Looking back

A great deal has changed since the first time I put pen to paper.
The internet, social media, ebooks, just to name a few. When I first started writing, personal computers were a novelty, and priced beyond the average person's means. I wrote everything long hand on legal pads then painstakingly transferred what I'd written to 20lb paper using a manual typewriter. After that it was off to the printer to have several copies made. Returning home with my latest masterpiece I would painstakingly write a cover letter then weigh the return envelope, the story, and several blank sheets of paper for the editors rejection, or dare I even pray for it, acceptance letter. Once the proper postage had been affixed to the return envelope everything would be carefully packed away into another envelope for delivery to the intended market.
I never sold anything those first few years and soon life demanded I find a real job to support my growing family. It's not to say I didn't try, I did, and I racked up a pretty impressive pile of rejection letters during the course of my first foray into writing. I did learn one very important lesson. A lesson that is still valid even in this age of instant gratification via the internet.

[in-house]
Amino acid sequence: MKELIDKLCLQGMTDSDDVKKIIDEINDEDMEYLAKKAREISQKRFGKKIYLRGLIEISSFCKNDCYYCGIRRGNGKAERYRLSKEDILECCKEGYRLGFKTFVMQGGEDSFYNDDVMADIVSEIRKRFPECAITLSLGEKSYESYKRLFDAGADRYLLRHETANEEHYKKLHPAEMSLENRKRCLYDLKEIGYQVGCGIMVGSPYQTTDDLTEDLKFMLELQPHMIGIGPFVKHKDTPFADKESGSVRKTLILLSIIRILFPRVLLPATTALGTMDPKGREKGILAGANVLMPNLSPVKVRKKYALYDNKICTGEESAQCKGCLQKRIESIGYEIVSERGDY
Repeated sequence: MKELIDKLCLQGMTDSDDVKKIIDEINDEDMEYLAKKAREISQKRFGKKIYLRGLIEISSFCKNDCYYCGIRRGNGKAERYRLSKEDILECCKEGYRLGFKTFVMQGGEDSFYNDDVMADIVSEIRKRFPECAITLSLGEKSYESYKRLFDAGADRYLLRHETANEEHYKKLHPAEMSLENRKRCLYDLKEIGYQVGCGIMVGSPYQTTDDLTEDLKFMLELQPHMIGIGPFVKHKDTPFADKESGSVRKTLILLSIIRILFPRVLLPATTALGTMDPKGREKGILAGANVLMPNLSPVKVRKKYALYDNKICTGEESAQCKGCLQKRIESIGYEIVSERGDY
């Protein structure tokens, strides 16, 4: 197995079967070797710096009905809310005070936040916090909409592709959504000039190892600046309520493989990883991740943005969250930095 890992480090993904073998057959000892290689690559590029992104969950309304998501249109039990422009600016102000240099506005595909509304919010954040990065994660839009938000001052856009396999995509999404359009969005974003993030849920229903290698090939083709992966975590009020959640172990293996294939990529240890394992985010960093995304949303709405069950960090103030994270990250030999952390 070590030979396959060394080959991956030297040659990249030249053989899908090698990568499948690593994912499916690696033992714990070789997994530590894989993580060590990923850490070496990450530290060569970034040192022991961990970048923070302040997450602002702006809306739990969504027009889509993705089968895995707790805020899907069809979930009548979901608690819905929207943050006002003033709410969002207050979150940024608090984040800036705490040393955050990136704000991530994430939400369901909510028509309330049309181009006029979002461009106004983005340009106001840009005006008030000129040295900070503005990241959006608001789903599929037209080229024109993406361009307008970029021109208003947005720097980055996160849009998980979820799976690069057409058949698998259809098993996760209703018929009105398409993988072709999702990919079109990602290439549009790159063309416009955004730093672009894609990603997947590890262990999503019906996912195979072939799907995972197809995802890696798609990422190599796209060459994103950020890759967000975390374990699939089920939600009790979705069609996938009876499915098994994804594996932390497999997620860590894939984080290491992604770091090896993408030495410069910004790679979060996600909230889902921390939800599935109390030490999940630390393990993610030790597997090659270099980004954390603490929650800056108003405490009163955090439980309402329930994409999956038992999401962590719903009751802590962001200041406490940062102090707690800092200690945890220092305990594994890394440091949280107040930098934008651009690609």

Story matters.
Give a reader a compelling story with believable characters and they will follow you to the ends of the earth. Rip off the reader and they will never trust you again. And what's even worse is they will tell all their friends about your work. Even in this high speed electronic age word of mouth it still the most powerful advertising medium out there. If the writer doesn't honor the reader, the reader will not honor the writer.


  1. I started with pen and paper too, transferred using a manual typewriter. Then I bought an electric one. Then came a dedicated word processor or two. Finally bit the bullet and bought a Tandy 1000 computer in 1990 or 91. Two floppy discs - no hard drive - 128 kb or memory. They were all good tools of the time.

    But you are right - story is king. Without story, there is absolutely no reason to turn the page no matter what the medium (print or electronic).

    Give the reader what they are looking for - a good story.

  2. I remember the Tandy. My first word processor was an Amstrad that came with a dot matrix printer, but guess what I found out after buying it? No one would accept submissions printed on a dot matrix printer.

  3. We were all walking the same trail, back in the day, Kat and Richard. I can remember pounding the keys of a portable manual typewriter that sat on my drafting table. Oddly enough, it took me some 20 years later to get my first novel into print. Again, I went the same route as you did, Richard. I too found out when no one was accepting the dot matrix printed page, and so I bought my first HP Laser jet printer. A 4L, which I still use today. But it does not get used as much these days. I too use Smashwords as the medium by which to get my work to my readers. Ironically also, I don't own an e-reader!